Twenty three years later, the case is still up in the air, and Jarrells remains on death row. From prison, people wrote letters to Judge Bo Wood on Jarrells’ behalf in 2000 and in 2006.

“Jonathan Jarrells is asking for the Court’s help to get his case and himself back to Walker County for the hearing,” the unnamed representative wrote in the first letter.

"(Jarrells) would like to know when this hearing will be,” a representative wrote six years later.

Superior Court Judge Ralph Van Pelt Jr., who was district attorney from 1989 to 1996, declined to comment on why he didn’t bring the Jarrells case back for trial during his last six years in office.

“I really don’t need to discuss details,” he said. “I am related by marriage to some of the people involved, some of the Elrods.”

As for the next 17 years, Buzz Franklin said he couldn’t push the case forward because he didn’t know who represented Jarrells. About seven years ago, he said, he began calling the Georgia Resource Center, a nonprofit that helps death row inmates find attorneys.

Franklin said he thought the center could tell him which defense attorney he needed to contact about this case. He said they didn’t call him back “for years.”

Brian Kammer, executive director of the Georgia Resource Center, took charge of the nonprofit in 2009 and couldn’t comment on anything that happened earlier. But the district attorney is not at the mercy of the GRC.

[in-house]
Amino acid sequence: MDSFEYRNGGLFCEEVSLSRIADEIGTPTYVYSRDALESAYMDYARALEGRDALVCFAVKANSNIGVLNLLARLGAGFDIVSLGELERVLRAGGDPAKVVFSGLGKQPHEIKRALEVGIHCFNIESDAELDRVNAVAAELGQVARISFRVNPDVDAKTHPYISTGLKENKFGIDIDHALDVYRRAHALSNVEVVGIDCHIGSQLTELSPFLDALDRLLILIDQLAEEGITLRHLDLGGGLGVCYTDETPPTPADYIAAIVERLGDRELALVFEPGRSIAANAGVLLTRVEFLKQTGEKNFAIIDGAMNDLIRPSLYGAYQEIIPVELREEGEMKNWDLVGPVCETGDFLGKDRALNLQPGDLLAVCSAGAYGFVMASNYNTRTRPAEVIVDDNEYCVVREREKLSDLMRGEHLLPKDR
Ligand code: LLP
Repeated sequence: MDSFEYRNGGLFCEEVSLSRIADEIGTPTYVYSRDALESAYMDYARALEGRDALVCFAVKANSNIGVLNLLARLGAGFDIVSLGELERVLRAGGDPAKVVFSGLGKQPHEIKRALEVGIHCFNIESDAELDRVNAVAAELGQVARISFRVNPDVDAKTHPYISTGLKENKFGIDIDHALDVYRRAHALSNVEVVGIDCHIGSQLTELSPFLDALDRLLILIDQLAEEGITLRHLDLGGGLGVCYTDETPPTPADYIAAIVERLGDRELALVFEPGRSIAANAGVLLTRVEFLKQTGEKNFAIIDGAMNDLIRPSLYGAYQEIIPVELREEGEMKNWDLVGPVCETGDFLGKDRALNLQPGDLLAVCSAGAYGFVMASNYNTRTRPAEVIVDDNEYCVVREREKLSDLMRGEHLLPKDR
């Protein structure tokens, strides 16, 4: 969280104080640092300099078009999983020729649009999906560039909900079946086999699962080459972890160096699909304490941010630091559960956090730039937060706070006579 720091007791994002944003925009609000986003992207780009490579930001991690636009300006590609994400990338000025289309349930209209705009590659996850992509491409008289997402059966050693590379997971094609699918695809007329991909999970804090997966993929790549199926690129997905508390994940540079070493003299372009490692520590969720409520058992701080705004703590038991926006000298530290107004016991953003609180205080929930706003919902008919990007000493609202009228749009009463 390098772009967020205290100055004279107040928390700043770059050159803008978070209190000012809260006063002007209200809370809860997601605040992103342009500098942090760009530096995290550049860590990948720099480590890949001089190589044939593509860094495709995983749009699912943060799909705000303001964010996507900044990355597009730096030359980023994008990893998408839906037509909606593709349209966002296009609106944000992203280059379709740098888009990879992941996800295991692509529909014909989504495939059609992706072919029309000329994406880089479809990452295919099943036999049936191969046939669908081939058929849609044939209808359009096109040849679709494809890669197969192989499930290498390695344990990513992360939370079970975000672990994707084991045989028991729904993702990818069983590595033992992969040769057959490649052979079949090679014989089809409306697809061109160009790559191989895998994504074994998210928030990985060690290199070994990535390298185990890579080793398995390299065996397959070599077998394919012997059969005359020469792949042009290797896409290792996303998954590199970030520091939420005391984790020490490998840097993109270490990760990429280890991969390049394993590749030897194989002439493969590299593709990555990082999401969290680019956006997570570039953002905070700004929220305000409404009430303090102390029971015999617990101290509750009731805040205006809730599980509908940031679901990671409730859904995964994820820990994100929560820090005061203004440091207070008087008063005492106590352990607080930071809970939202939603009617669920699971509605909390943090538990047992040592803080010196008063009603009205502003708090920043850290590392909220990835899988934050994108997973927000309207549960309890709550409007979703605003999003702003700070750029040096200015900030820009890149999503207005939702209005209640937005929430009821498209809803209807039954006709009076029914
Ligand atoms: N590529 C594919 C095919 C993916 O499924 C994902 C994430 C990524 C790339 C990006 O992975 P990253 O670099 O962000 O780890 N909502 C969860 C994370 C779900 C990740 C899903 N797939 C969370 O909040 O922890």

“Even if Mr. Franklin did call and was not called back, nothing stopped him (or his predecessors after 1991) from going to the trial court judge in Chattooga County [or Walker County] and asking to have the case calendered [sic],” Kammer wrote in an email.

Franklin also said he didn’t push the case forward because he was waiting on a U.S. Court of Appeals ruling on a similar case, one that had been playing out in several different courts for more than a decade. Georgia law dictates that, if a death row defendant says he or she is mentally retarded, lawyers for that defendant must prove it beyond a reasonable doubt.

Attorneys for death row defendant Warren Lee Hill challenged this law more than 10 years ago. They said Hill should only have to prove that he is mentally retarded “by a preponderance of evidence.” The Georgia Supreme Court ruled against Hill in 2003. So did a U.S. District Court in 2007. In 2008, Hill’s attorneys filed the appeal again.

The 11th U.S. Circuit Court of Appeals affirmed the other court decisions in 2011. Franklin said he had been waiting for that ruling, in case a Walker County jury ruled against Jarrells and his attorneys filed another appeal, based on that Hill case.

But, Franklin added, that final ruling in the Hill case does not explain why Jarrells’ case has sat in Walker County for all 17 years that he has been the lead prosecutor.